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Jul13FriAs Canada and Bermuda Territory's oldest officer, Colonel Ernest Fitch has a lifetime of memories to draw on. July 13, 2012 by Ken Ramstead
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This July, Colonel Ernest Fitch will achieve a milestone. At the age of 107, he will have been retired for 42 years, as long a time as he was on active service.
“When I turned 100, I bumped into General John Gowans when he was visiting Canada and I introduced myself and told him my age. 'Oh!' he joked, 'Farewell these fellows who are trying to break the bank!'
“Imagine what he would think now!”
Testimony in Chalk
The eldest of seven children, Colonel Fitch was born in Vancouver.
“I used to joke that every time the doctor came to visit us with his black bag, he left a baby,” he recalls.
Colonel Fitch's mother was a housemaid for one of the wealthier families in the city until she married, while his father was a stable boss for a local dairy.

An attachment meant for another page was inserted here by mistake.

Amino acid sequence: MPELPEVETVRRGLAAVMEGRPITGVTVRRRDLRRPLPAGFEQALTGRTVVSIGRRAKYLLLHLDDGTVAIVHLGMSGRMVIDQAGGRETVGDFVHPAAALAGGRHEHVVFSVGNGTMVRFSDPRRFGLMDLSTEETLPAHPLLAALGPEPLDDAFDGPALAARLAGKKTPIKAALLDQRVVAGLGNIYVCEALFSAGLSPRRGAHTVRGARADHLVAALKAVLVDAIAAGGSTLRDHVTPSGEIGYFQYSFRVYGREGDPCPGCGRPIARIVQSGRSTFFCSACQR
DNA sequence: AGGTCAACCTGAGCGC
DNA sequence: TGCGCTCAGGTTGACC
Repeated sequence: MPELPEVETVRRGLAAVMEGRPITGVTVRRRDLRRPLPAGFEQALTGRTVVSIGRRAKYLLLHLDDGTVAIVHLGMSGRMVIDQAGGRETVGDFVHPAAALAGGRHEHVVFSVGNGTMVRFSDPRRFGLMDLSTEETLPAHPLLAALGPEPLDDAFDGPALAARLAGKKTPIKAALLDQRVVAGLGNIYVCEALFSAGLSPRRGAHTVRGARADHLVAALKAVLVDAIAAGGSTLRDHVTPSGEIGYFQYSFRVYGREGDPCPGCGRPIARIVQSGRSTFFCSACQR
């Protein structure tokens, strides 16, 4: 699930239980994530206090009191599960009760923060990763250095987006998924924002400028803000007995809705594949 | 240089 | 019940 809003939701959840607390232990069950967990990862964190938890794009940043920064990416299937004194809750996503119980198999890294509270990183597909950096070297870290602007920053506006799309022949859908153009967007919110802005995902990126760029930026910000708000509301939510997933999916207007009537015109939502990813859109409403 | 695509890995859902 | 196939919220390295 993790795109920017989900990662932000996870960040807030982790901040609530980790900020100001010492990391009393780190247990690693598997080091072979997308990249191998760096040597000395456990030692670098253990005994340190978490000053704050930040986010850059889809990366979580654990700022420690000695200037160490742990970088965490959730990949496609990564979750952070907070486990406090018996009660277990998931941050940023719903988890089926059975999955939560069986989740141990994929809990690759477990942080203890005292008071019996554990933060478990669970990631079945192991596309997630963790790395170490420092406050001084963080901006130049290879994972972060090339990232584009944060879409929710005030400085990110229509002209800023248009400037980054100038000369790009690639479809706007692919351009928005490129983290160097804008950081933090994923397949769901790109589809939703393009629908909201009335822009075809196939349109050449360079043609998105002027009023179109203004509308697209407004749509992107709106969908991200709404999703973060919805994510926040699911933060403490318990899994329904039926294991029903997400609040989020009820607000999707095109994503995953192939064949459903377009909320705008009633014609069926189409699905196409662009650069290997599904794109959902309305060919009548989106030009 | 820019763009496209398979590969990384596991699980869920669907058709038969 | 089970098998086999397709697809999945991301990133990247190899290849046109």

His most vivid recollection from a century ago dates from his school days.
“I used to walk to class with a pretty little six-year-old girl. We were at the corner of 33rd and Waldin when suddenly this monster roared down the street, clanging and whistling. Frightened, we scurried the remaining block to school. It was the first time we'd ever seen a horse-drawn fire engine!”
Colonel Fitch's father was a Methodist, and his mother, who came from England, was Anglican, “although from what I gather, they weren't working too hard at it,” he smiles.
But one evening, the two attended a service at the Army's Mount Pleasant Corps in Vancouver. Their souls were stirred enough to answer an altar call that very evening, and they became adherents. Colonel Fitch's father was eventually commissioned as a local officer, becoming a colour sergeant.
When the colonel was nine, a church service at the South Vancouver Corps profoundly changed his life.
“My dad and I were sitting together when it came time for the altar call,” he remembers. “The corps officer left the platform, came directly to me—I can still see him walking down the aisle—and said, 'Do you want to be good like your dad?' I replied, 'Yes.' And without a further word, he brought me to the altar and prayed with me.”